Struggles in the Spanish shipyards re-ignite - reports from September and October 2004

This is a blow by blow account of the shipyard workers revolt in Spain in the Autumn of 2004. The revolt was in response to the Spanish state declaring that half the shipyards were to be privatised.

Submitted by Jason Cortez on March 18, 2009

The workers resistance was met with violence from the police leading to major confrontations. It was originally a photographic report, hence the rather sparse texts about individual events.


Right up until the Spanish elections in March 2004 (and the train bomb attacks in Madrid), the shipyards of Spain were in open revolt against wage levels and lack of work for the 11,000 workers of the State-run IZAR shipyards. Battles raged across the country, particularly on the streets of Cadiz (in the South) and Bilbao (in the North) and an aggressive programme of strike action was in place . In addition to the workers directly employed by IZAR, there are 60,000 in (Reports on industrial action in Spain - February and March 2004) the auxiliary sector (often subcontractors) and 36,000 in adjacent industries. The Spanish Anarcho-Syndicalist union CNT were heavily involved in the auxiliary companies of the shipyards of Seville and Puerto Real, although recent job cuts seem to have reduced their influence.

When the New Labourish Spanish “Socialist Workers” Party (the PSOE or PoliticS Of Excrement) won the election the main shipyard unions dramatically made a pact with the new Government to cancel the whole campaign of industrial action. Officially this was to give the Government “a chance” to save the shipyards. Unofficially, the unions were losing control of the workers action and the unions also took cynical advantage of widespread revulsion against the train bombings to call a halt to the violent strike action.

So disgusted were the CNT with this dramatic and total union sell-out that they wrote off the shipyards at the time as having no future – even writing a requiem for the industry, which had already undergone three restructuring plans in the 1980’s with the loss of 30,000 jobs. Back in March it looked like the yards had rolled over to the new Government and were finished.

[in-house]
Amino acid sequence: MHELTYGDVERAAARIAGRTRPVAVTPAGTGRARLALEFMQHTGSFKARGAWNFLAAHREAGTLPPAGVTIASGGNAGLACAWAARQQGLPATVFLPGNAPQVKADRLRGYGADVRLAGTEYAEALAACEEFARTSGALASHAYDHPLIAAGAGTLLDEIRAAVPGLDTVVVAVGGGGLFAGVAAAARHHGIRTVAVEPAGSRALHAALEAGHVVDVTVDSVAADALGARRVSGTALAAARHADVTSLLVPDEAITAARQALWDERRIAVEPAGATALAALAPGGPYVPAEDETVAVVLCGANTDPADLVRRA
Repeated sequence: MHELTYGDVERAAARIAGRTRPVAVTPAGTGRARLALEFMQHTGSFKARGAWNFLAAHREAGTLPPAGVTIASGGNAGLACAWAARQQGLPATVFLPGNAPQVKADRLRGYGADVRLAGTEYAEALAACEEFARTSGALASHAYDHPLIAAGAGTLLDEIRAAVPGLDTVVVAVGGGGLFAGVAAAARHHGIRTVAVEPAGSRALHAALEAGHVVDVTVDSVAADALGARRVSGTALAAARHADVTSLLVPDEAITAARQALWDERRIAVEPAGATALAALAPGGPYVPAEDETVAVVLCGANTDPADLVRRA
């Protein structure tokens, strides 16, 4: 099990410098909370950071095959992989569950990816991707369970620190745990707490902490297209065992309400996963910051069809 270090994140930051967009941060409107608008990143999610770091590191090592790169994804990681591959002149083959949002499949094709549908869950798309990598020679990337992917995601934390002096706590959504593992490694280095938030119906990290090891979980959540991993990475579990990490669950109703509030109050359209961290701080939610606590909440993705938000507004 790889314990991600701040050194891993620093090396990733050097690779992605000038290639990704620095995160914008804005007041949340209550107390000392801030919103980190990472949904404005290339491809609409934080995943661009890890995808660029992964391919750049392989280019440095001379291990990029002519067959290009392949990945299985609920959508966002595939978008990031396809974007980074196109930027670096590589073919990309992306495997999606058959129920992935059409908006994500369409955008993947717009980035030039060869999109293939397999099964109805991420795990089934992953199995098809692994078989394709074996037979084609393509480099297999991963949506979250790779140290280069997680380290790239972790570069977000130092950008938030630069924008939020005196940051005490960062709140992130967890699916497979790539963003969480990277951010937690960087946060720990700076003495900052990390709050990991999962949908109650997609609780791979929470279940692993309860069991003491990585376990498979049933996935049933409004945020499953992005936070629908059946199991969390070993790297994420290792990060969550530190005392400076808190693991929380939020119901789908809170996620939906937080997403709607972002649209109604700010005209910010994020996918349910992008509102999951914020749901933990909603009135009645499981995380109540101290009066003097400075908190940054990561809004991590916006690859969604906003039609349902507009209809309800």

As the summer progressed, it appeared that this prediction was coming true. The Government set up a Commission to look at the future of the shipyards, a move that was interpreted as trying to find a new way to cut back the industry. In July it was revealed that the previous PP Government (People’s Party – similar to Tories) had known that the European Union was demanding the return of €300 million of illegal subsidies given to IZAR, but had not bothered to mention this to the PSOE – so now the yards were in even more financial trouble.

Everything came to a head on 8th September when SEPI (the organisation which runs the shipyards for the State) announced that it was going to split the shipyards in two and privatise half of them. The State would convert half of the yards into profitable military ship production (and keep control of them) and the other half would become a commercial ship company and be sold off.
The following day the shipyard workers went out on the streets across Spain and the mainstream unions called four days of official strike action through September. For the rest of that week the workers of San Fernando (Cadiz), whose yard is threatened with closure, battled with the police and erected burning barricades across motorways and railway lines.
The first official strike day on 14th September featured demonstrations at all 10 Spanish yards, with street battles and barricades outside the Cadiz yards of San Fernando and Puerto Real.

The next day, in a pattern to be successfully repeated throughout September, wildcat action by the workers of San Fernando took the police by surprise, erecting burning barricades to block major roads and on this occasion overturning a car on the motorway and setting it alight.

On 16th September the workers of the Sestao yards of Bilbao rioted, setting fire to a number of barricades and blocking roads and railway lines (at one point a forklift was used to pile up material to make a better road block!).
The fighting was widespread and fierce, with one worker losing an eye when the particularly nasty Basque “Ertzaintza” riot police attacked the workers with CS gas and rubber balls (like bullets but round):

Workers in Puerto Real also took to the streets using catapaults to fire steel bolts at the police who blocked their way into Cadiz with armoured cars and a tank.